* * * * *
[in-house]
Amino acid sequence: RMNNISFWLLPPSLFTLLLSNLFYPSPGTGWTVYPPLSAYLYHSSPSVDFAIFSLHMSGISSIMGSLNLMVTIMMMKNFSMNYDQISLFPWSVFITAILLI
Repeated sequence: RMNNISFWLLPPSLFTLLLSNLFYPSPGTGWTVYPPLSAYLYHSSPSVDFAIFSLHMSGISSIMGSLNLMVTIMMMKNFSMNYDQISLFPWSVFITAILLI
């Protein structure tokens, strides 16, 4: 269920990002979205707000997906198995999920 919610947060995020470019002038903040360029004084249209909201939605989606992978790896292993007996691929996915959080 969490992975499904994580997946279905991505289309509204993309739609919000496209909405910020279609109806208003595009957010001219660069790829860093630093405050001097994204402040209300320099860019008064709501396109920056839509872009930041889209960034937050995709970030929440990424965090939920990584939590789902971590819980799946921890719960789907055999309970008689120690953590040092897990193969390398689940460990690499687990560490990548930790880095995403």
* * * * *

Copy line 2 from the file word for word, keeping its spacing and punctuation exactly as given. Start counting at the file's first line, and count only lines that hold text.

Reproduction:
Amino acid sequence: RMNNISFWLLPPSLFTLLLSNLFYPSPGTGWTVYPPLSAYLYHSSPSVDFAIFSLHMSGISSIMGSLNLMVTIMMMKNFSMNYDQISLFPWSVFITAILLI